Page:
By Matt Richmond
Photography by Michael McElroy

Twenty years in, change is coming to the place dubbed 88 Acres of Anarchy.

At this year’s Bowl Bash, one of the annual parties at Skatopia, an anarchist skater punk dream land in Southeast Ohio, there were no burning cars. No one brandished firearms. There was little of the mayhem that this place has become infamous for.

According to Brandon Martin, the son of Skatopia’s founder, Brewce Martin, that’s no accident.

“That’s what this place is about, liberty and freedom,” said Brandon. “But the problem is you get this rebellious — in the negative sense not the positive sense — attitude that comes from hedonistic people.”

The scene at Skatopia appears utterly unsafe, unsustainable, leaving the viewer incredulous that, in this day and age, it’s allowed to exist by those with the authority to shut it down.

Skatopia was founded two decades ago by the elder Martin, who also owns the 88 acres of farmland and woods it sits on in rural Meigs County. Brandon came back from the professional skateboarding tour close to 10 years ago to start taking over for his father.

In recent years, he’s hung up a sign with rules cracking down on things like heavy explosives and discharging firearms, and has discouraged the burning of cars, all parts of what gave Skatopia its reputation.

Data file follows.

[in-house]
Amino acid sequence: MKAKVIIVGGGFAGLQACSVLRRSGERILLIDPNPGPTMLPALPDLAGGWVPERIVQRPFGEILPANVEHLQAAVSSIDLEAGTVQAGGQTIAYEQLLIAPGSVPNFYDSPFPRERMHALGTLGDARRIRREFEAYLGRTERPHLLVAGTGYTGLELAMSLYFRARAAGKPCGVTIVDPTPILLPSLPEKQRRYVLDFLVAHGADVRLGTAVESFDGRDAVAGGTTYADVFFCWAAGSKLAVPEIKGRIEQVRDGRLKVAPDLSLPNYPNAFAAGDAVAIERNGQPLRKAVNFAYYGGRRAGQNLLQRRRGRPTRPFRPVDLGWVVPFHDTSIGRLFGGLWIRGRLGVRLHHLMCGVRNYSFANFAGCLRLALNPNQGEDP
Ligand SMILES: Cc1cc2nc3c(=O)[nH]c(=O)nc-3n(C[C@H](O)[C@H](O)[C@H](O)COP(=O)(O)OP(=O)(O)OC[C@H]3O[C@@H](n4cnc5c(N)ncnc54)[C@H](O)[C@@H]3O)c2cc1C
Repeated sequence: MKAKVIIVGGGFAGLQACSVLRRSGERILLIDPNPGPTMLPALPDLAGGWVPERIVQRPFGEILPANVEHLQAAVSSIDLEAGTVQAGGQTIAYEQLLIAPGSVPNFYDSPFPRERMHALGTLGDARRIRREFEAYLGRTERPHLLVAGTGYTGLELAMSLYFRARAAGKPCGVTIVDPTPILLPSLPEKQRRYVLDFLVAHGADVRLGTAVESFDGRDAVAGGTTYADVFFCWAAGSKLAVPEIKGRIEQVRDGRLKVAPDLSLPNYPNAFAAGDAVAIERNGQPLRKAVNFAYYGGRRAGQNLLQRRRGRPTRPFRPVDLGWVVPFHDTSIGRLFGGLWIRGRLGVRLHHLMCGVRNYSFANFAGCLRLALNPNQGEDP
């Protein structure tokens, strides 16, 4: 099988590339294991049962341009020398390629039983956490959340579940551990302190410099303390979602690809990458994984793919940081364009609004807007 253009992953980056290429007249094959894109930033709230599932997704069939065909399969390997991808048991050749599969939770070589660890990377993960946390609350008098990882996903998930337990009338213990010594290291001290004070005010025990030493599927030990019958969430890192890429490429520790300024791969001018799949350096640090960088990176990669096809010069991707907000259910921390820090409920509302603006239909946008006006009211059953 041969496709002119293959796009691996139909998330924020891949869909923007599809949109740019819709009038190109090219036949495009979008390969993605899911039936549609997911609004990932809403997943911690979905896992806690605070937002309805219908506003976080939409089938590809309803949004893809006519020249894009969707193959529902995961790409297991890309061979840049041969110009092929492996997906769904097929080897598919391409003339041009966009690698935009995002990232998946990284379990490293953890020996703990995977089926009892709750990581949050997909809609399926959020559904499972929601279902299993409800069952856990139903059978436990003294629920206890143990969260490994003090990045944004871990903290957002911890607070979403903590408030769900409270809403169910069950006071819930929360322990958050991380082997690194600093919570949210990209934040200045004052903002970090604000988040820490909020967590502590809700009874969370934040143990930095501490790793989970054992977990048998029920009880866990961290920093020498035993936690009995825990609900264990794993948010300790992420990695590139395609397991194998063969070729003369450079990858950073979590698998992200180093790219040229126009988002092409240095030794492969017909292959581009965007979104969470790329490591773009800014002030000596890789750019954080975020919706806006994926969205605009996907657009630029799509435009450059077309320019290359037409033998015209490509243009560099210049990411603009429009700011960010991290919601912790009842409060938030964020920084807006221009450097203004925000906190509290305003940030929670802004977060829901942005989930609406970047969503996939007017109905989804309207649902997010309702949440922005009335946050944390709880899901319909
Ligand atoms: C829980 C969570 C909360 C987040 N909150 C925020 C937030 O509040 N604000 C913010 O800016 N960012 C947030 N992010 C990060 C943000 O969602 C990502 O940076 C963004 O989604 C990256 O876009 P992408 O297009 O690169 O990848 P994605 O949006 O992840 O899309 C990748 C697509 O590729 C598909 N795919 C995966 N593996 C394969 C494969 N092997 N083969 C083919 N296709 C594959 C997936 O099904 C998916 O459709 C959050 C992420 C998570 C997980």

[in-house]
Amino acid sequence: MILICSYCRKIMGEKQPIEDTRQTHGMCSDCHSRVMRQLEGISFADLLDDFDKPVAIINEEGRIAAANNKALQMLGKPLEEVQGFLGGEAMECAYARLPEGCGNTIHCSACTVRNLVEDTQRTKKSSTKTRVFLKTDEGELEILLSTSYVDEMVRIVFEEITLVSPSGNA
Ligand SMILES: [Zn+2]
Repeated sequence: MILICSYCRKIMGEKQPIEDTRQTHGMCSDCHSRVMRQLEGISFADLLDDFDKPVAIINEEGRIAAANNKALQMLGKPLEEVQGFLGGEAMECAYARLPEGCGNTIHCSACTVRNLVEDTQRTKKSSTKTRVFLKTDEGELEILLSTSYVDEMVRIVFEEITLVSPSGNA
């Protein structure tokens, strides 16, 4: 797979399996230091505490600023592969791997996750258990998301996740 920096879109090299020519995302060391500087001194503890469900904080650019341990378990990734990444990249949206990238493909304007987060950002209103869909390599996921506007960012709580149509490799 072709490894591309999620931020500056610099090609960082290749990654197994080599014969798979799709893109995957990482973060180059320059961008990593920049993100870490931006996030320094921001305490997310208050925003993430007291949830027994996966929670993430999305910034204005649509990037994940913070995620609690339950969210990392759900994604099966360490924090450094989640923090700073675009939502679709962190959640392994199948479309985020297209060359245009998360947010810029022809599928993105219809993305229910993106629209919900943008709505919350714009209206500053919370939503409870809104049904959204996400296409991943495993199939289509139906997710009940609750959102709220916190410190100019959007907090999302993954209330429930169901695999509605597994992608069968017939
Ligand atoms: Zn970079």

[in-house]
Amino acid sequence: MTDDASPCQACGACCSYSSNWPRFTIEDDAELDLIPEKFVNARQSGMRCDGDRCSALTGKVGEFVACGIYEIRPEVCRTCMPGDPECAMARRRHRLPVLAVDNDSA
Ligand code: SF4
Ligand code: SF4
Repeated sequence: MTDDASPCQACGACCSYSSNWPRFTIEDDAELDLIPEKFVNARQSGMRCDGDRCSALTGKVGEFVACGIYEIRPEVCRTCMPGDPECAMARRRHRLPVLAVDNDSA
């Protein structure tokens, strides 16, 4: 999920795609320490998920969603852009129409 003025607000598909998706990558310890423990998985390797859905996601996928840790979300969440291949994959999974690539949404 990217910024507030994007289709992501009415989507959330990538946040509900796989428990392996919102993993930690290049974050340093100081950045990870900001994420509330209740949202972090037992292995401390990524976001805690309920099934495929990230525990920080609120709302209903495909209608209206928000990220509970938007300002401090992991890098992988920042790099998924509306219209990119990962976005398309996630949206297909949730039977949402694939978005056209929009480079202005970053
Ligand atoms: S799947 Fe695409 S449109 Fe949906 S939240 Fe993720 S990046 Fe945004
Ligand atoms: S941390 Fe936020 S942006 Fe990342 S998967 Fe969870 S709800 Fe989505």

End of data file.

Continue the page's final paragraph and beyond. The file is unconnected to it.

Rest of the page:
Brandon’s an anarchist and a vegetarian, a proponent of a philosophy known as “natural law” and one of its modern day evangelists Mark Passio. It’s a theory that’s long been used by anarchists as the basis for organizing society under an authority-free system, based on the idea that people can work together to figure out what’s best for themselves and don’t need an organized state to set rules for them.

“I don’t believe in government — it’s a form of coercion and they hold you under duress to make you comply. I do believe in morality, I believe in natural law,” said Brandon.

Brewce fought against that state for a long time before arriving in Southeast Ohio. He built skateboard ramps on other plots of land he’s lived on over the years, in West Virginia and Florida, before moving here. For one reason or another, he’s always had to tear them down and move on. Until he found this place.

“Everywhere I lived, there’s all kind of issues with zoning laws — you can’t build this in your yard, you can’t do that in your yard,” said Brewce. He found this place in the mid ’90s when an old friend told him about land for sale 20 miles outside Athens. He hasn’t left since.

“I’m out here to survive, give people freedom and try not to go to Walmart,” said Brewce. “Well, I’m not allowed in Walmart, they kicked me out.”

To get an idea of what a party at Skatopia used to be like, witness the 2009 documentary Skatopia: 88 Acres of Anarchy. Watch the trailer and you’ll get the idea: In one scene, a woman spits fire into a roomful of partygoers. In another, a guy holding what looks like a handgun is tossed off the top of a car as it barrels down the property’s dirt road. Brewce calls out over a bullhorn: “Who wants to burn their car?”

With a hardcore punk soundtrack as backdrop, the scene at Skatopia appears utterly unsafe, unsustainable, leaving the viewer incredulous that, in this day and age, it’s allowed to exist by those with the authority to shut it down.

In recent years, the younger Martin has hung up a sign with rules cracking down on things like heavy explosives and discharging firearms, and has discouraged the burning of cars.